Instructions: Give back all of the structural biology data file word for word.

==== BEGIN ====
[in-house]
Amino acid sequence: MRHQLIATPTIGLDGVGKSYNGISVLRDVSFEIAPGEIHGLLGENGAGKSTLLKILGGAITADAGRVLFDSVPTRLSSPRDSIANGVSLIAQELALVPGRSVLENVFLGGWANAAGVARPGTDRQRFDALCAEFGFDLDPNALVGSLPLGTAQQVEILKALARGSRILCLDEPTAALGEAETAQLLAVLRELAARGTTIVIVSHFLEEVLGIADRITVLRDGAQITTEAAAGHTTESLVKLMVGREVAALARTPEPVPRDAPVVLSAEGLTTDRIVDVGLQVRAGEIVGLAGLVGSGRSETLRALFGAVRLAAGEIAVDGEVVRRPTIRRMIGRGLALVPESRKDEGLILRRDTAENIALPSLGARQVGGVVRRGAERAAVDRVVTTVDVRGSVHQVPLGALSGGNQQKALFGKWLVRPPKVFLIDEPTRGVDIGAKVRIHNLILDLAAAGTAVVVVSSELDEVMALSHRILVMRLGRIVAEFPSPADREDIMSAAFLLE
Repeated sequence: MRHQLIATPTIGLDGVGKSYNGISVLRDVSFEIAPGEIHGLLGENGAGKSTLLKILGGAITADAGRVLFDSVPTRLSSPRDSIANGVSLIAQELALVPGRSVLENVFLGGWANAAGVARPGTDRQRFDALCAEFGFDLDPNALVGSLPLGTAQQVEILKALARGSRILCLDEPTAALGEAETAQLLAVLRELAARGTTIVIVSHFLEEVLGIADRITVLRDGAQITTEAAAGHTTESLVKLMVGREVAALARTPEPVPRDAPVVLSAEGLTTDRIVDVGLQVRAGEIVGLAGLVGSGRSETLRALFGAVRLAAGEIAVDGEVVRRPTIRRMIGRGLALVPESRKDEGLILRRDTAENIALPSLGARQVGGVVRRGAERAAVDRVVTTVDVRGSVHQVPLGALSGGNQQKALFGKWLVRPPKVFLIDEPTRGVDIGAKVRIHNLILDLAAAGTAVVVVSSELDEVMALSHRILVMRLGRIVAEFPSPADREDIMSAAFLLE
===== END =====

[in-house]
Amino acid sequence: MRHQLIATPTIGLDGVGKSYNGISVLRDVSFEIAPGEIHGLLGENGAGKSTLLKILGGAITADAGRVLFDSVPTRLSSPRDSIANGVSLIAQELALVPGRSVLENVFLGGWANAAGVARPGTDRQRFDALCAEFGFDLDPNALVGSLPLGTAQQVEILKALARGSRILCLDEPTAALGEAETAQLLAVLRELAARGTTIVIVSHFLEEVLGIADRITVLRDGAQITTEAAAGHTTESLVKLMVGREVAALARTPEPVPRDAPVVLSAEGLTTDRIVDVGLQVRAGEIVGLAGLVGSGRSETLRALFGAVRLAAGEIAVDGEVVRRPTIRRMIGRGLALVPESRKDEGLILRRDTAENIALPSLGARQVGGVVRRGAERAAVDRVVTTVDVRGSVHQVPLGALSGGNQQKALFGKWLVRPPKVFLIDEPTRGVDIGAKVRIHNLILDLAAAGTAVVVVSSELDEVMALSHRILVMRLGRIVAEFPSPADREDIMSAAFLLE
Repeated sequence: MRHQLIATPTIGLDGVGKSYNGISVLRDVSFEIAPGEIHGLLGENGAGKSTLLKILGGAITADAGRVLFDSVPTRLSSPRDSIANGVSLIAQELALVPGRSVLENVFLGGWANAAGVARPGTDRQRFDALCAEFGFDLDPNALVGSLPLGTAQQVEILKALARGSRILCLDEPTAALGEAETAQLLAVLRELAARGTTIVIVSHFLEEVLGIADRITVLRDGAQITTEAAAGHTTESLVKLMVGREVAALARTPEPVPRDAPVVLSAEGLTTDRIVDVGLQVRAGEIVGLAGLVGSGRSETLRALFGAVRLAAGEIAVDGEVVRRPTIRRMIGRGLALVPESRKDEGLILRRDTAENIALPSLGARQVGGVVRRGAERAAVDRVVTTVDVRGSVHQVPLGALSGGNQQKALFGKWLVRPPKVFLIDEPTRGVDIGAKVRIHNLILDLAAAGTAVVVVSSELDEVMALSHRILVMRLGRIVAEFPSPADREDIMSAAFLLE